Feature

Low benefits spur alternative drug cost proposals


 

It’s no secret that cancer drugs are among the most expensive medical treatments in the United States, and now, new research reveals some high-priced cancer drugs may yield little benefit for patients.

A recent analysis of 71 oncology indications approved by the Food and Drug Administration between 2011 and 2017 found that overall survival gains were marginal for drugs approved by the FDA based on overall survival (OS) data. The majority of the 71 indications (75%) demonstrated no statistically significant improvement in patient-reported outcomes (PROs), according to the study (JAMA Oncol. 2019 Jul 3 doi: 10.1001/jamaoncol.2019.1760).

More than half of the indications evaluated demonstrated neither an OS benefit nor a PRO improvement post approval, the study found.

While the researchers did not analyze cost, a number of the cancer drugs that demonstrated little benefit come with a high price tag. Cabozantinib (Cabometyx) for example, approved for the treatment of medullary thyroid carcinoma and advanced renal cell carcinoma (RCC) during the study period, did not demonstrate an overall survival benefit post approval, findings showed. Cabometyx, approved based on survival data, had a 2016 wholesale acquisition cost of $13,750 for a 1-month supply. Olaparib (Lynparza) meanwhile, approved for the treatment of advanced ovarian cancer during the study period, also showed no overall survival benefit post approval. The 2017 wholesale acquisition cost for olaparib was $13,482 for a 30-day supply.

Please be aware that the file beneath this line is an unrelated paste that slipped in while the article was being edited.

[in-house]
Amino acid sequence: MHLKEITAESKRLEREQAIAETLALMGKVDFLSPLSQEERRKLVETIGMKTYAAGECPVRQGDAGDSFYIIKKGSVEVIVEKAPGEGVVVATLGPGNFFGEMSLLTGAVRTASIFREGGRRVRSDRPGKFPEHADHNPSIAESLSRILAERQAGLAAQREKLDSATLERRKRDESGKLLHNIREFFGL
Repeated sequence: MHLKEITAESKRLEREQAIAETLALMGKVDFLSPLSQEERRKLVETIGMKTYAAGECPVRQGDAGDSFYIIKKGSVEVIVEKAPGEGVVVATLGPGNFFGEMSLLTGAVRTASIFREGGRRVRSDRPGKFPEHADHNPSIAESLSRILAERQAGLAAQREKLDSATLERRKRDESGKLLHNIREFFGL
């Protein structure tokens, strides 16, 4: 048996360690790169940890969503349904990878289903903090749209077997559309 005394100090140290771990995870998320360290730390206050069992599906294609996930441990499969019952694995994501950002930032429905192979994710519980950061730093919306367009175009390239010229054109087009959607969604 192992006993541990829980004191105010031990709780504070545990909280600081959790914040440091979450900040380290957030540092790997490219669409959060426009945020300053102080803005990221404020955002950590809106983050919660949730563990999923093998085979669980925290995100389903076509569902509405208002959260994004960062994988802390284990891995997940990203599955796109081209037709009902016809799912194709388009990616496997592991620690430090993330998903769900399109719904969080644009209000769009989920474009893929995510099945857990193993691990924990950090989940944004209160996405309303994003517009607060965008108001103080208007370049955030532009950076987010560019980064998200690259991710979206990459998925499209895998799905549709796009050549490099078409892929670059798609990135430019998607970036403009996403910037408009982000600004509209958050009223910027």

Investigators noted in the study that evaluation of OS can be challenging or unfeasible in some instances and is complicated by factors such as use of crossover trial design.

The findings emphasize the need for a sharper eye on how regulatory authorities approve drugs, said Chadi Nabhan, MD, senior author of the study and chief medical officer at Aptitude Health based in Chicago.

Dr. Chadi Nabhan, chief medical officer at Aptitude Health speaks to a group of community oncologists in February 2019. Courtesy of Dr. Nabhan

Dr. Chadi Nabhan, chief medical officer at Aptitude Health speaks to a group of community oncologists in February 2019.

“We all want our patients to receive the best and the latest and the most important and innovative drug they can possible get, as long as these drugs show a benefit,” said Dr. Nabhan, a hematologist and medical oncologist. “We need to look critically at making sure drugs getting approved are truly helping patients by extending their lives or improving their quality of life.”

Growing questions about the benefits of some cancer drugs come as a push to reconsider the pricing of medications to better account for value gains momentum. A number of proposals have recently emerged that would revamp the current payment structure for prescription drugs with the aim of lowering costs and improving access. Value-based pricing proposals are not without challenges, namely defining what value truly means, said Leonard Saltz, MD, a medical oncologist at Memorial Sloan Kettering Cancer Center in New York.

Dr. Leonard Saltz, medical oncologist at Memorial Sloan Kettering Cancer Center, New York

Dr. Leonard Saltz

“We’re all quite clear there is a huge absence of connection between cost and value,” Dr. Saltz said in an interview. “There is also a real absence of the definition of, ‘What is value?’ I think that ultimately we have to rely on defining value by its absence. By that I mean, where do we say, this is insufficient value?”

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